Thursday, March 13, 2014

Art Bead Scene Blog: March Monthly Challenge

Art Bead Scene Blog: March Monthly Challenge

The Art Bead Scene Blog  writers have chosen for
their challenge the work of a “naïve artist” from Switzerland, Adolf Dietrich. Do
you already know about primitive and naïve art?

I have been a fan of Henri Rousseau, whom I had always considered a primitive
artist, but I had not heard of the naïve art movement.
   Now I
have also met Dietrich who was sometimes called the German Rousseau?
I learn so much from reading the Art Bead Scene’s articles. What
fun it is for me to ponder and hopefully create something inspired by a
particular piece of art each month. Even when I cannot possibly find time to
meet a particular challenge, viewing the other entrants’ pieces is a source of
wonder for me. 
This month the ABS
writers chose Dietrich’s painting titled “Birds on Riser” (paint
on wood).
Initially his painting felt
unbalanced to me, which bothered me a bit.
Naïve art often has this effect on viewers since the artists choose to
ignore “rules” of perspective (reducing details, reducing size, and reducing
the vibrancy of colors to give the illusion of distance on a two-dimensional
I loved the subject of a bird feeder and the birds with detailed
plumes of many colors.  I could
appreciate how his painting seemed to be a visual haiku – a candid snapshot of
a moment in time.  Unfortunately I
continued to be bothered by the lack of perspective and the 
over stimulation of
details in the work.  Even the top seemed
inadvertently or mistakenly cut off like the heads of people in too many family
Finally I came up with a strategy for my own appreciation of the
piece when I decided to focus on the scene inside each pane of glass, one by
one, each as a separate painting.  That
was my breakthrough to know how I would make art beads for a necklace inspired
by Dietrich’s painting. 
 I did some searching online
to learn more about Dietrich, and found that the little garden in this piece actually
existed and exists still.  People
visiting his home town of Berlingen can still enjoy it.
I also found that the little blue gazebo was prominently figured in
several other of this artist’s paintings.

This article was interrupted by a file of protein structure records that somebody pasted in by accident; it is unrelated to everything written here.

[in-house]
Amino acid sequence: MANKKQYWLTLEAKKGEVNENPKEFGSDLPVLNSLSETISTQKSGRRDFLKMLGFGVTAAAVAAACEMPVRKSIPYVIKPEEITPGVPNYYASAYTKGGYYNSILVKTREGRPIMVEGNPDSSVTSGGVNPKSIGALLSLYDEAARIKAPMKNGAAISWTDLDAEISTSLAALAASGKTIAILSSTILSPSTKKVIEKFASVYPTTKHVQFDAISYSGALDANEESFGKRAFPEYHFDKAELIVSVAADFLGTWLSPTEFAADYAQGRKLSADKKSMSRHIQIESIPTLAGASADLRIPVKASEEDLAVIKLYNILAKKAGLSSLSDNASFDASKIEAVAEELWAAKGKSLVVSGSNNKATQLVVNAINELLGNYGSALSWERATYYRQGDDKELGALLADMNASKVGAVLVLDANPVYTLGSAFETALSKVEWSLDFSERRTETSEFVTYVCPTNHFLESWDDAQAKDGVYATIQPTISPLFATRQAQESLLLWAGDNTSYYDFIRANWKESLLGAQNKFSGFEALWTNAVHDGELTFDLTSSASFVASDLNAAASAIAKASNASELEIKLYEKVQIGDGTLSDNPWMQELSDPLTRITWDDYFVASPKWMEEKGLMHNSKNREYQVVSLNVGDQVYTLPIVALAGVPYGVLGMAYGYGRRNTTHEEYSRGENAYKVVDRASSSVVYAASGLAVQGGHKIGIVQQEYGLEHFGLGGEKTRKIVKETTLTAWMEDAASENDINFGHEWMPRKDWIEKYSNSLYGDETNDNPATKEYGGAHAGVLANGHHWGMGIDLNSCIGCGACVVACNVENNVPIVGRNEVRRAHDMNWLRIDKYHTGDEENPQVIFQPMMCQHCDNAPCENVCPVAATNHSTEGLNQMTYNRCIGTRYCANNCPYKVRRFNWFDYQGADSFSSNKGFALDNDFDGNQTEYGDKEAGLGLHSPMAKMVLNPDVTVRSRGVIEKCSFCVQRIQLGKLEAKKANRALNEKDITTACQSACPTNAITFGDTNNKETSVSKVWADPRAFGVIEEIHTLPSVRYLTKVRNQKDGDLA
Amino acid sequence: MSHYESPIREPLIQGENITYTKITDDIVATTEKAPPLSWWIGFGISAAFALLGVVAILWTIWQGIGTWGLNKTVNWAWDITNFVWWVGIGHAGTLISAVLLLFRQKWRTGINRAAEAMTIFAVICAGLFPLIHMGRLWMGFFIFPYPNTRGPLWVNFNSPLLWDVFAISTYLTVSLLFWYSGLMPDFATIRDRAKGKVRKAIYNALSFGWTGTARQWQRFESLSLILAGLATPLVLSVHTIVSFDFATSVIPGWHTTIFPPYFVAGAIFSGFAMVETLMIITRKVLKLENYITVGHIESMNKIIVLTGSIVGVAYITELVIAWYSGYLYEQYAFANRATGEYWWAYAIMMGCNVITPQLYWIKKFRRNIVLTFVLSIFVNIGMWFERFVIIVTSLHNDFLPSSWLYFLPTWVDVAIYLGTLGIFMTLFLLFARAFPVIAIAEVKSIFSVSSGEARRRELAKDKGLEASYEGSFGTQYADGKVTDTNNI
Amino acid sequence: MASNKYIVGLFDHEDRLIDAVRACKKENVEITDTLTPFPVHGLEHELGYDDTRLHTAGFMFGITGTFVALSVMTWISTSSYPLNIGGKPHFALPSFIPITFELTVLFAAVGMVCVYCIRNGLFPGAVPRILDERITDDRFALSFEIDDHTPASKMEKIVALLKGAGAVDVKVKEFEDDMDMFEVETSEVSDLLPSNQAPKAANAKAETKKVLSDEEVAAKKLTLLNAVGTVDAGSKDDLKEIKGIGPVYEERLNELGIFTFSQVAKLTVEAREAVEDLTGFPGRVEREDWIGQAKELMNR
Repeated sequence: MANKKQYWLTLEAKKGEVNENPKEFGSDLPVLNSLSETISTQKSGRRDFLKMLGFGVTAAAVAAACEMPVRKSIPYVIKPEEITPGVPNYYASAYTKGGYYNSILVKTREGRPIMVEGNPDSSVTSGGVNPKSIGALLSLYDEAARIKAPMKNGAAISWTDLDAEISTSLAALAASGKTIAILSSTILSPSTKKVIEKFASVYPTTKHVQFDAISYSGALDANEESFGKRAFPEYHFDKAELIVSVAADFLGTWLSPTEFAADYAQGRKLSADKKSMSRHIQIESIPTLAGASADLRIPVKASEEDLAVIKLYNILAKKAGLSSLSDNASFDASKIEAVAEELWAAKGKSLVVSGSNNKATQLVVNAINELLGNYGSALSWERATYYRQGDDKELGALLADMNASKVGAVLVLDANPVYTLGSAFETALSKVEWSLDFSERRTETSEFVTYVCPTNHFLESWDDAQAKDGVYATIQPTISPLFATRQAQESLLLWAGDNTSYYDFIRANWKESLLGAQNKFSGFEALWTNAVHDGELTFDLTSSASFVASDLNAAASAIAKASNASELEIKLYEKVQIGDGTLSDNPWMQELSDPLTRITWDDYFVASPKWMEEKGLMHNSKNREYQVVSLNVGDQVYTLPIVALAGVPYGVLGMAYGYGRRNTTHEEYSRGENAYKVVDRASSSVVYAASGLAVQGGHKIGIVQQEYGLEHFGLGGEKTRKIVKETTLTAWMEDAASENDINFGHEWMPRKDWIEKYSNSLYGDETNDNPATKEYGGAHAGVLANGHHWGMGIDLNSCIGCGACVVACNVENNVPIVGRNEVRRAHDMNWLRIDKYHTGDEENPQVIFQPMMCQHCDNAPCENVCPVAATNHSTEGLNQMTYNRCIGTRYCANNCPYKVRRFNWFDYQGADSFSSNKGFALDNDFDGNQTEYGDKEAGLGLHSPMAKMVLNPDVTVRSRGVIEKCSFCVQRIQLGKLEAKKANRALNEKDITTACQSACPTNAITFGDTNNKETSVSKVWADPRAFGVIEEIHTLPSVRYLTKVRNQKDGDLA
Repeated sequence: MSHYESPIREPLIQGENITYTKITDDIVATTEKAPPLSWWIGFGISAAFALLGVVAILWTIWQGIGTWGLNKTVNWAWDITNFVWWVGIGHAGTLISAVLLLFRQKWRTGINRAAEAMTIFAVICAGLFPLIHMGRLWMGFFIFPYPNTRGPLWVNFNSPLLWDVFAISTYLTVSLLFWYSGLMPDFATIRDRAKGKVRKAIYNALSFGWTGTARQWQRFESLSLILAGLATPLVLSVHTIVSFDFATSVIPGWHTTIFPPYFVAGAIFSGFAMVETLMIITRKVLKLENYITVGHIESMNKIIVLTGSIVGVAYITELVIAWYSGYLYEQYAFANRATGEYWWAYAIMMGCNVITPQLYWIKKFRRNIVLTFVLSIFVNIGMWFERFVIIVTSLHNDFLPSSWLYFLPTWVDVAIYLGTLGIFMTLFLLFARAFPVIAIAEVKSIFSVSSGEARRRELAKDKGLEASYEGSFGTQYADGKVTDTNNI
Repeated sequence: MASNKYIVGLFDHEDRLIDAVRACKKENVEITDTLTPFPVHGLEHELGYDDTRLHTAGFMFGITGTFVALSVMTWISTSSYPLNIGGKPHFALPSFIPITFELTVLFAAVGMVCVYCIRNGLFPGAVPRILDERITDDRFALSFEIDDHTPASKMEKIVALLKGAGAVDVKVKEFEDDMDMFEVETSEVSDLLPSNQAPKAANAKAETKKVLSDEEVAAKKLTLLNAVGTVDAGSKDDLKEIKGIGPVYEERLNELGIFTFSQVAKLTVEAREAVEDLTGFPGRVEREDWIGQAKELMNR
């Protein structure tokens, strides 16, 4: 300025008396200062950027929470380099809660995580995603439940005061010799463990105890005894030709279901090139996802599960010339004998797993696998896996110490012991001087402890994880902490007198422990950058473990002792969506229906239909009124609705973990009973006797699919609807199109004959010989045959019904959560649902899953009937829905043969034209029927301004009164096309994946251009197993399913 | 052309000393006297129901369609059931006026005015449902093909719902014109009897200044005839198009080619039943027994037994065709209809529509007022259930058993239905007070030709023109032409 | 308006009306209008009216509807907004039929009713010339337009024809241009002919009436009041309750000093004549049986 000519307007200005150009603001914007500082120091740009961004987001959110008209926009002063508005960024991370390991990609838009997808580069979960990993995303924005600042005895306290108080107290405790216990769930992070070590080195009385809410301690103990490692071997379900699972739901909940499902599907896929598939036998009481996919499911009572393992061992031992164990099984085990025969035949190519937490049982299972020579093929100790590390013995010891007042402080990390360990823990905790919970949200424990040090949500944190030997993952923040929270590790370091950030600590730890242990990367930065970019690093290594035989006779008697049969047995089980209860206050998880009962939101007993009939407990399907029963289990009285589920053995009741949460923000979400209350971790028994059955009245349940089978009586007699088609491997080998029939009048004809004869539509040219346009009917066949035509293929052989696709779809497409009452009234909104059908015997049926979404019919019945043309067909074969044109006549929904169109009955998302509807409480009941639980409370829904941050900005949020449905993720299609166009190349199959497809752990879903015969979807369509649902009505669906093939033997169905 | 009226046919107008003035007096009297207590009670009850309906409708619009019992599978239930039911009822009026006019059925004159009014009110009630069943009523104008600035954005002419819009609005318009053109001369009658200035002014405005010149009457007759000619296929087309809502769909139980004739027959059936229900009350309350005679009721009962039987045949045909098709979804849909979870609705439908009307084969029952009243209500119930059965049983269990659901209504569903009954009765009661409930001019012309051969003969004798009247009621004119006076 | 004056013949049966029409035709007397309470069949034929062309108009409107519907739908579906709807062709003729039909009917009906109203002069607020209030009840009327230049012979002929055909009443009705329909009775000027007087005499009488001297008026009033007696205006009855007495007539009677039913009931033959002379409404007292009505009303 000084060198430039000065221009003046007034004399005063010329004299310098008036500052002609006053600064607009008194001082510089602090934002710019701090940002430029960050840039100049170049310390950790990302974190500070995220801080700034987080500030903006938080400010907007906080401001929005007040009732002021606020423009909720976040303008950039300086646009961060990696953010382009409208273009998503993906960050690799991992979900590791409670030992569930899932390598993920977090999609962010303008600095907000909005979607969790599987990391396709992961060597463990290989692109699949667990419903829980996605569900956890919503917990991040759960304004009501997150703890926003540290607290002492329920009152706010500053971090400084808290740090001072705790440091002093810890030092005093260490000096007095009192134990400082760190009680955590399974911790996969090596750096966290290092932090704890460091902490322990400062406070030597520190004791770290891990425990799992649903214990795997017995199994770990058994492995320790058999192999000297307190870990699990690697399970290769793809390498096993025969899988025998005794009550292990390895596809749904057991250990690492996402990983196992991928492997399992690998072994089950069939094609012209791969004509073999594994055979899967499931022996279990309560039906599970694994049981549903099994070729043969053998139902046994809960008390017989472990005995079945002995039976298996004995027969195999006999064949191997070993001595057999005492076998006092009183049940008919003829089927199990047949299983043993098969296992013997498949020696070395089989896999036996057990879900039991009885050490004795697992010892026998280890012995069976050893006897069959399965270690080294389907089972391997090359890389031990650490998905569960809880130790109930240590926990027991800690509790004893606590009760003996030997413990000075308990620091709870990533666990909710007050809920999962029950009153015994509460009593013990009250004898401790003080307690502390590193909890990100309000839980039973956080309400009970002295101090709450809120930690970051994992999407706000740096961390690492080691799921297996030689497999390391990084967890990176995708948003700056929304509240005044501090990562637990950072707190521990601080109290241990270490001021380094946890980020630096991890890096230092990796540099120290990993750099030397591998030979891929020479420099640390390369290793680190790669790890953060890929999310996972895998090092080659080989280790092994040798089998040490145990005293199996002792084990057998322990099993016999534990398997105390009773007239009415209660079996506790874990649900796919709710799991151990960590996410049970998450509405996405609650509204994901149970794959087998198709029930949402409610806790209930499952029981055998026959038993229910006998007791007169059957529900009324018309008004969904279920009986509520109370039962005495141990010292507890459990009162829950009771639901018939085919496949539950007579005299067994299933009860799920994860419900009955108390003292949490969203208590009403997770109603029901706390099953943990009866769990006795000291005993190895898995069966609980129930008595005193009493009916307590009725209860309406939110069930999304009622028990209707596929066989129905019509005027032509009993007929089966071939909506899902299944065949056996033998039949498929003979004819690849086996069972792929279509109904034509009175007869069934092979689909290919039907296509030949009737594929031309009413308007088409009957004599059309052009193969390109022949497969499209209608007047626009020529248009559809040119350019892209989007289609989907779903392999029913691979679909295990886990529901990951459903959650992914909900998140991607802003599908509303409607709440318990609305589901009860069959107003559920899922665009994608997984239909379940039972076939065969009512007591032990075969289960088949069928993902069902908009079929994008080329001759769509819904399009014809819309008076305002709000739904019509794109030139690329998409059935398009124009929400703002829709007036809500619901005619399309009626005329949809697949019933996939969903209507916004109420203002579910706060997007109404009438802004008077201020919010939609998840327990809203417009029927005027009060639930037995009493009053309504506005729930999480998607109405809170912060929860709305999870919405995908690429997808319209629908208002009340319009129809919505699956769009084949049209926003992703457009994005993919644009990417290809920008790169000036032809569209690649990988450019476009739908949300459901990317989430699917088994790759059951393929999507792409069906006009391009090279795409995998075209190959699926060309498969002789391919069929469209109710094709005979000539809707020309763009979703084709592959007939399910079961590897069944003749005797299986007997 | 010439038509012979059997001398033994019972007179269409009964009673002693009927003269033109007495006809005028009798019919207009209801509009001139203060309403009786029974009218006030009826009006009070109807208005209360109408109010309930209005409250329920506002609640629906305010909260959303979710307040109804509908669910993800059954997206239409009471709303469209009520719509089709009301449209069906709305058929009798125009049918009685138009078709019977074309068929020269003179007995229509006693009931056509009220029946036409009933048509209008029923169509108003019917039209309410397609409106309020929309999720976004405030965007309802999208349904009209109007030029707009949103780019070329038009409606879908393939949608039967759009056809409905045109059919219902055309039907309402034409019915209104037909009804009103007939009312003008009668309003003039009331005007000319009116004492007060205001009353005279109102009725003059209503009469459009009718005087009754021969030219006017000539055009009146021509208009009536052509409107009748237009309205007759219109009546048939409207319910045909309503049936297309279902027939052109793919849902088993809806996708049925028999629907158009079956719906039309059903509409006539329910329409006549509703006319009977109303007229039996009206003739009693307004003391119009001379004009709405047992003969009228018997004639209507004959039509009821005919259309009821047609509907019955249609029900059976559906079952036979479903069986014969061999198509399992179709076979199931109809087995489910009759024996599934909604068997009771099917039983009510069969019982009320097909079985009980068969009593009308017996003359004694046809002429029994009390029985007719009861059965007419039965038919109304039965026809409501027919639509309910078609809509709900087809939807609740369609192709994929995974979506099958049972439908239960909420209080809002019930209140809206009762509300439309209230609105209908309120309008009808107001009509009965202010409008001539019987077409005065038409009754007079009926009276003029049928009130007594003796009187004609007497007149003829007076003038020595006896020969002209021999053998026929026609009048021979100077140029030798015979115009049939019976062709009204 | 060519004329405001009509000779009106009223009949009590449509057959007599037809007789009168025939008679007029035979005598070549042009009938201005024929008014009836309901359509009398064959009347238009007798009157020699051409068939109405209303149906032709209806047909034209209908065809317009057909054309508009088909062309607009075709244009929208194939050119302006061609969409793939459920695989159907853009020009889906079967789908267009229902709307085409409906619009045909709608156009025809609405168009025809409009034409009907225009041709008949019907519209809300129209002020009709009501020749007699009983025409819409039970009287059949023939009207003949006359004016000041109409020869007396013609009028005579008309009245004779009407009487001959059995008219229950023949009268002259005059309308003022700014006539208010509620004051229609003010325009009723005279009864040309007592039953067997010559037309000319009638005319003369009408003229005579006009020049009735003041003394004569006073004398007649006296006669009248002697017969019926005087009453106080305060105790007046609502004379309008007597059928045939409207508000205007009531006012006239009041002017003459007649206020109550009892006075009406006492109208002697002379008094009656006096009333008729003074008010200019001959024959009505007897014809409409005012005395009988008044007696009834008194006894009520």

My piece is all about the main ideas I see in Dietrich’s
painting.  I focused on his birds, on the
garden and on the gazebo.  I structured
it with strong themes of squares and frames.
See how I repeated the squares in the choice of chain and dangle at the
closure as well? 
To make the faux cloisonné effect in clay, I used Sage Bray’s method of carving in
wax to make a mold.  After texturing the clay in the wax, I painted and dyed the surface until I was pleased with the colors.
 If you would like to learn how to do this sort of texturing, you can.  The well-written tutorial is in the Winter 2011 issue of  The Polymer Arts Magazine.   Sage Bray's article explains each step involved in her wax-impression technique.  I highly recommend it, and back issues are so reasonably priced.  I feel the need to warn you; I am fairly certain that you will be addicted once you read your first issue.  Even if you are not into polymer, the marketing ideas (how to photograph jewelry, ideas for packaging products, and more) are worth the cost of a subscription.  
After texturing my pieces I like to use metallic paints and guilders paste sometimes before and sometimes after curing.  When I’m finished I seal my creations with Renaissance Wax to keep it shining and colorful for years to come.    


  1. Wow, this in an impressive study of the artist and an unexpected approach to the jewelry piece for the challenge! I learn a lot from these challenges and also try to find out more about the artist but I learned a lot form your post, too. The necklace is gorgeous, the colors are beautiful and the matching chain is a real find!

  2. Поздрави от Индиана Bairozan.
    Благодаря ви за милите думи. I so appreciate your comment. Nice to meet you here on line.